Healthcare

CBO's wake-up call

Using every inch of his bully pulpit, President Obama forcefully framed his second-term agenda in Tuesday's State of the Union address, from combatting climate change to spending more on infrastructure to raising taxes on the rich. 

However, in a remarkable example of whistling past the graveyard, the president did little to substantively address the biggest crisis we face: the federal budget. 

The president needed only to look at last week’s report by the Congressional Budget Office to see the scale of the problem. 

In their budget and economic outlook for 2013-2023, CBO sees near trillion-dollar annual deficits, at least $7 trillion in new debt, and more spending on interest payments on the debt ($5.4 trillion) than on Medicaid ($4.3 trillion).

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Improving mental health care will not happen in current partisan climate - But it must

The ghastly tragedy in Connecticut, the rising number of military and veterans suicides, and too many other stories have once again moved the spotlight onto mental illness.  Pundits and politicians, with the occasional expert to provide context, remind Americans that our country needs to improve treatment and services to disturbed individuals who might be at risk of committing such heinous acts. The words all sound good, but the likelihood of actually transforming the care of the mentally ill is extremely low if the experience over the past 10 years with the DoD and VA are indicative. Compared to other areas of medicine, mental health has improved little in the 40 years that I have been working in the field. In this, as in so many areas of life, what has happened in the treatment of brain disorders and mental illness for combat veterans can been seen as a microcosm of our society as a whole. There are more similarities than differences in this field across the military and the civilian communities.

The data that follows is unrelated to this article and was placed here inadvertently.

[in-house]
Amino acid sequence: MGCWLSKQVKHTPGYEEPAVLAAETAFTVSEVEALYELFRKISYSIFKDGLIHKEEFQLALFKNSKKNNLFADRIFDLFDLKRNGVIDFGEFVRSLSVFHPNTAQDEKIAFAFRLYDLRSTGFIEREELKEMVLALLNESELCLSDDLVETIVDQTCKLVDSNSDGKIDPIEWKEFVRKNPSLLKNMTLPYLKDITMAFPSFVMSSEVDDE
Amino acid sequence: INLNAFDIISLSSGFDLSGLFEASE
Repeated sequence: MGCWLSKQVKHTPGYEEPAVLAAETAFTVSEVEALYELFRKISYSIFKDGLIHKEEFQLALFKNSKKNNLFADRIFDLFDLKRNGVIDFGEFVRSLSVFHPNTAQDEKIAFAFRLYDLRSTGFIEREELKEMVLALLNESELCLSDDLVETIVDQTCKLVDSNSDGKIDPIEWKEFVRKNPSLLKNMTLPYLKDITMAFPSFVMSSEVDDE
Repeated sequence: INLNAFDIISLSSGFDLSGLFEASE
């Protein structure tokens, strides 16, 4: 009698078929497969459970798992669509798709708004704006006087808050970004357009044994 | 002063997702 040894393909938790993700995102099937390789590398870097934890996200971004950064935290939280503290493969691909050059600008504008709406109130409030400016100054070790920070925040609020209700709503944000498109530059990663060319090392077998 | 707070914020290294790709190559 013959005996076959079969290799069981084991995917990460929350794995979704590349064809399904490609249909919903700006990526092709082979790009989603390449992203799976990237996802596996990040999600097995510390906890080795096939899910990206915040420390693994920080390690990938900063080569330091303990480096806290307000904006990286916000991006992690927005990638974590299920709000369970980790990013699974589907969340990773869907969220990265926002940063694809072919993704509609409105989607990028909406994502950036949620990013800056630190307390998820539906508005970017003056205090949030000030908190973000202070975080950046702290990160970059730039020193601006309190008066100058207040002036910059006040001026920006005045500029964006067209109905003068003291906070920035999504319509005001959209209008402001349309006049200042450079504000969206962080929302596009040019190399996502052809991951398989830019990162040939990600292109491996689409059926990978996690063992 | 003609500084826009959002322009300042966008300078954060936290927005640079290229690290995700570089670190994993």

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CBO numbers tell the story

In this era of deficit debates and fiscal cliffs, Washington, D.C. is focused on large numbers and complex math. In the State of the Union address, the President discussed many numbers and there is no doubt robust debate filled with even more calculations will follow. And these numbers often lead to very differing views. There is one thing, however, most policymakers can agree on. The arbiter of Washington’s numbers is the Congressional Budget Office (CBO), whose accounting is considered the gold standard on budget issues.